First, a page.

“It’s just a short-term precaution until we know more,” Glory assured him with an amused smile. “I will see what Sweet knows of these women, and we will of course also ask Thorn when she visits this week.”
“Great,” Darius grunted, looking even more sour than before. “Once again, it’s our pet paladin to save our asses.”
“Oh, I do hope so,” Layla said sweetly. “I just never tire of hearing your whingeing about it.”
“You are not without a point, Darius,” said Glory, “but take it in moderation. Knowing a paladin is a priceless asset, if leveraged correctly and not overly relied upon. We hardly turn to Trissiny to solve all our problems, but she is extremely relevant to this one in particular.”
“Extremely,” Rasha agreed. “The Purists made it clear they’re mostly irate about her, and my insidious Eserite influence on her. It seems not everybody buys this Great Uniter shtick that’s been in the papers.”
Darius rolled his eyes melodramatically.
“That is my concern precisely,” said Glory. “They have connected you to Trissiny despite you having had no in-person contact with her in a year; the last time we saw her face to face, the Purists were still scattered to the winds and a political concern to nobody. It is precisely this which makes me think we are seeing the resurgence of old problems, rather than entirely new ones. I’ve heard mention of these Purists off and on for years, but more as a punchline than a threat. Even their name is a derisive label thrown by other Avenists, not something they created themselves. They were a fringe belief, rarely more than one or two of them existing in a temple with little formal contact between them. Now, quite suddenly, they are organized and in Tiraas in their entire force. More strikingly, according to Rasha, they have uniforms. None of that simply happens, unassisted.”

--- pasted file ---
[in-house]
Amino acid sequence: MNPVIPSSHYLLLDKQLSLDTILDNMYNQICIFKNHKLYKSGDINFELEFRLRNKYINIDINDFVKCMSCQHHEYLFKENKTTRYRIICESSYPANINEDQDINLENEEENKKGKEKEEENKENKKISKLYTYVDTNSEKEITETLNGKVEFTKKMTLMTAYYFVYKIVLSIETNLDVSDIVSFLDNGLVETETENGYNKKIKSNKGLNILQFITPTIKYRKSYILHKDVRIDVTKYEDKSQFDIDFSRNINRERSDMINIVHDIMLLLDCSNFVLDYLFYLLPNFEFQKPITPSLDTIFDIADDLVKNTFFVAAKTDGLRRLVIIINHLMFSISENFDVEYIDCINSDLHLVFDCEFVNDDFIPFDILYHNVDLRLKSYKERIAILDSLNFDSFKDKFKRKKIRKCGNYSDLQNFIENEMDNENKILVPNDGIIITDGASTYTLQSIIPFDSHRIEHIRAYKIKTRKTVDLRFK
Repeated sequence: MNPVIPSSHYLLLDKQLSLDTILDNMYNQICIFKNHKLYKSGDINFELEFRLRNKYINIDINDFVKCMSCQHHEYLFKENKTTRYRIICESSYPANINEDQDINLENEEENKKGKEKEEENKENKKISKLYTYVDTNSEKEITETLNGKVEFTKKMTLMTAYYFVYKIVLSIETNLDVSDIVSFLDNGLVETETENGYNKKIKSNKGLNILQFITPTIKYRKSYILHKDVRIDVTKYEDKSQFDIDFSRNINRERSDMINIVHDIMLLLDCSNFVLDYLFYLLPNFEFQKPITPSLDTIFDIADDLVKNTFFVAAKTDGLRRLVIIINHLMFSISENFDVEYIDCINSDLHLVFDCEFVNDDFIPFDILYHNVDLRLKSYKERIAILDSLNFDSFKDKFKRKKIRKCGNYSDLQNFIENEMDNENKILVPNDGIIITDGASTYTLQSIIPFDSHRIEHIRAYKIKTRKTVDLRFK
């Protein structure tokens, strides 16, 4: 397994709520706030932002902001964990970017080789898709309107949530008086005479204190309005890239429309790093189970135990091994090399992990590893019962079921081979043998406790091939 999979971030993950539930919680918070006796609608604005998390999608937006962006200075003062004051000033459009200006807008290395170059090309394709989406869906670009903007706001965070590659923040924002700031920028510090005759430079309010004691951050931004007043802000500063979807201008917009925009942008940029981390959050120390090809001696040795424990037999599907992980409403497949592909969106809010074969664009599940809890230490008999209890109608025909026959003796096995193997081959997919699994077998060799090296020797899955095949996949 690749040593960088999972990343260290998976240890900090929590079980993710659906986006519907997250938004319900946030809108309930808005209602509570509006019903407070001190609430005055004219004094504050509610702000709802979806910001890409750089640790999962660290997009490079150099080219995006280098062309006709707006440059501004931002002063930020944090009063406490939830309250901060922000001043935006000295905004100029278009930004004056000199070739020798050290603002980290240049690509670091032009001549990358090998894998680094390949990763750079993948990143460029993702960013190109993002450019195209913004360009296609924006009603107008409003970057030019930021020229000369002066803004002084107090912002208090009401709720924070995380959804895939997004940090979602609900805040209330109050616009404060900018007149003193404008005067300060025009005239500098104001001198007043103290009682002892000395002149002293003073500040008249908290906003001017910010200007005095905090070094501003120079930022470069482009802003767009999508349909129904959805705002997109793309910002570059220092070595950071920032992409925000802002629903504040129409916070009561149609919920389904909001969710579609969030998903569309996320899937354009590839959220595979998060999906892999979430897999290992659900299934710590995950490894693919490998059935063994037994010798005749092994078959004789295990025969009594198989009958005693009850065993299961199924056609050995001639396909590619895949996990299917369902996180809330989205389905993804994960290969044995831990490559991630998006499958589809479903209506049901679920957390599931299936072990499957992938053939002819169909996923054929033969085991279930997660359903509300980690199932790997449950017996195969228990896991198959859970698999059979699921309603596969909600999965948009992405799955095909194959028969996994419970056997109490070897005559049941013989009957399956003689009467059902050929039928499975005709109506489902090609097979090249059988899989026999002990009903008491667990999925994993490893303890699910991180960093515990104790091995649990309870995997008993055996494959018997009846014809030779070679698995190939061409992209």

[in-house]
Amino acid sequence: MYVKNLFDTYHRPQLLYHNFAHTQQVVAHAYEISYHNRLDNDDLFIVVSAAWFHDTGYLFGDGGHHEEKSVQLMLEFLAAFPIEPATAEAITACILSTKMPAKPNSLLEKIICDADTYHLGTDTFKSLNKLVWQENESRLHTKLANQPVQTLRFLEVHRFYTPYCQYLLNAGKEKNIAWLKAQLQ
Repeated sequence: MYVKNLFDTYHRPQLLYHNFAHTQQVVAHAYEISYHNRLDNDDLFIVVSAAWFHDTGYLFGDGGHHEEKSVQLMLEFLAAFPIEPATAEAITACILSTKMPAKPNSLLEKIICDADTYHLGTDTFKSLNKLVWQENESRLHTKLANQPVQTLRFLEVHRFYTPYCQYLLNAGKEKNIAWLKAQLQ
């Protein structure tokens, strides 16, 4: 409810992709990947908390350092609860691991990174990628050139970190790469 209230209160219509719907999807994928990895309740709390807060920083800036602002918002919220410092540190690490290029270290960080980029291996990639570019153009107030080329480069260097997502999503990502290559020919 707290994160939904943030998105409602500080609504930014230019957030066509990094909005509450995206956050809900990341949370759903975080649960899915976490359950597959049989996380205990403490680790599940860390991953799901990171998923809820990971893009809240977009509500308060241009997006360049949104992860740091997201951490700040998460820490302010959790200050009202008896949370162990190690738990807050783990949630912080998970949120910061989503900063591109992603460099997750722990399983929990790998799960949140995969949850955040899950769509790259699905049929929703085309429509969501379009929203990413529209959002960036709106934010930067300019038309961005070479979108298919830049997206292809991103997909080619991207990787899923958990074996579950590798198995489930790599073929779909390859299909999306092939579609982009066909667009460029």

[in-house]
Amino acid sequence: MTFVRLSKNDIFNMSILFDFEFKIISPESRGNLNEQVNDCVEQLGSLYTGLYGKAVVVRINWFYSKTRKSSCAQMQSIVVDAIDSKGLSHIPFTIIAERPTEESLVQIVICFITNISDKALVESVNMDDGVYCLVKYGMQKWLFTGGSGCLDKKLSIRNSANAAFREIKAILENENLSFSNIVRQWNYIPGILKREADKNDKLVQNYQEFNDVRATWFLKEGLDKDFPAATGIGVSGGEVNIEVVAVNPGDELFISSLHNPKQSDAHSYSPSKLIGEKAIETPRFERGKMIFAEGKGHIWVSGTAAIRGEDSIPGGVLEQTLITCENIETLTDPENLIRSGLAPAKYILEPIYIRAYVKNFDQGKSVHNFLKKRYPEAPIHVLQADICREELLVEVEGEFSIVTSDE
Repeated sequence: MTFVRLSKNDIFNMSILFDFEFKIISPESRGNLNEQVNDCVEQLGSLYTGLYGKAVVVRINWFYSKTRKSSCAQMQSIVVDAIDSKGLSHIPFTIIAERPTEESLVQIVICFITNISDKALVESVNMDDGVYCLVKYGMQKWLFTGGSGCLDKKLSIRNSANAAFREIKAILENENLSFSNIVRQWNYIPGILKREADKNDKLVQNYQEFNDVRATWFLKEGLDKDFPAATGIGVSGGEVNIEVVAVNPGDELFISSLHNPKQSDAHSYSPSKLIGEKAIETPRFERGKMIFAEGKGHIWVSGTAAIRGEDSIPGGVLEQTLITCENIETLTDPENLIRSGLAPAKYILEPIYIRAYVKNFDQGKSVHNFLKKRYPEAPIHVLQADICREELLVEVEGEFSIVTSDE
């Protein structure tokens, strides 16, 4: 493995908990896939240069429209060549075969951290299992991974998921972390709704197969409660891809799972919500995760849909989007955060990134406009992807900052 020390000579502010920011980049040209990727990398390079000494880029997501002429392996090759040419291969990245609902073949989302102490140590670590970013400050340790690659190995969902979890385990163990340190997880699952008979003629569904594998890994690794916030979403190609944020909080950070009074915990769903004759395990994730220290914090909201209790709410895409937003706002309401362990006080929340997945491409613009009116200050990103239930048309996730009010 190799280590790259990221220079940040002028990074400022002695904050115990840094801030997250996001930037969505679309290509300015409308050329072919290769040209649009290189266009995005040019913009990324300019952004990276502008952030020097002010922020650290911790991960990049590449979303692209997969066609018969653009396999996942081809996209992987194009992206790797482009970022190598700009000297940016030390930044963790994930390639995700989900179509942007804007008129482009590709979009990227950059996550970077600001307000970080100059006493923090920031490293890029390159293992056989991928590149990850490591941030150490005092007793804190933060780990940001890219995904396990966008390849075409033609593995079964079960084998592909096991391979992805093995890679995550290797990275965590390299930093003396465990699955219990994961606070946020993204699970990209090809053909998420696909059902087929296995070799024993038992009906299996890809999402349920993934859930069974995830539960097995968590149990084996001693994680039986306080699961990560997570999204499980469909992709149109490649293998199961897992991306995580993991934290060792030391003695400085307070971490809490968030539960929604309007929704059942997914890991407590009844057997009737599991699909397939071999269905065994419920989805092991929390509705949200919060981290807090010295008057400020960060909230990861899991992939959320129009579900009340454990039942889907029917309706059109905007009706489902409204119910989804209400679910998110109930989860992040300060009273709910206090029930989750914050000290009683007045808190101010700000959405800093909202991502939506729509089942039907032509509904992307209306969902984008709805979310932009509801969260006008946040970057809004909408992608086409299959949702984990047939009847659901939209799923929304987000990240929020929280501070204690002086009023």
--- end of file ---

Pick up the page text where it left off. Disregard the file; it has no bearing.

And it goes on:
“You think they have backers, with resources,” Tallie said, frowning.
Glory nodded. “The loyalist conspiracy was annihilated…allegedly. I am reasonably sure that what they knew, Archpope Justinian knows. He has made it abundantly clear since this summer that he is displeased with the Sisterhood, and it would be precisely his pattern to arrange for extra pressure upon them which cannot be easily linked to him.”
“Fuck,” Darius said with feeling. “That guy again.”
“Yeah, this is lookin’ more and more like a Trissiny thing,” Tallie observed.
“By the same token,” said Layla, “is it not possible that this is a ploy to draw her into some kind of trap?”
“Possible indeed,” Glory said, nodding. “Be careful not to get too far into the weeds with conspiracy theories, however. Really complex and excessively indirect plots rarely work out in practice, the world is just too unpredictable. We’ll speak with Thorn in a few days at most, and see what she knows and thinks about this. I will consult Sweet in the meantime. Only then, when we possess a better view of the situation, will we take action. If nothing else, I must have some time to listen to the grapevine and see what role the Guild plays in this.”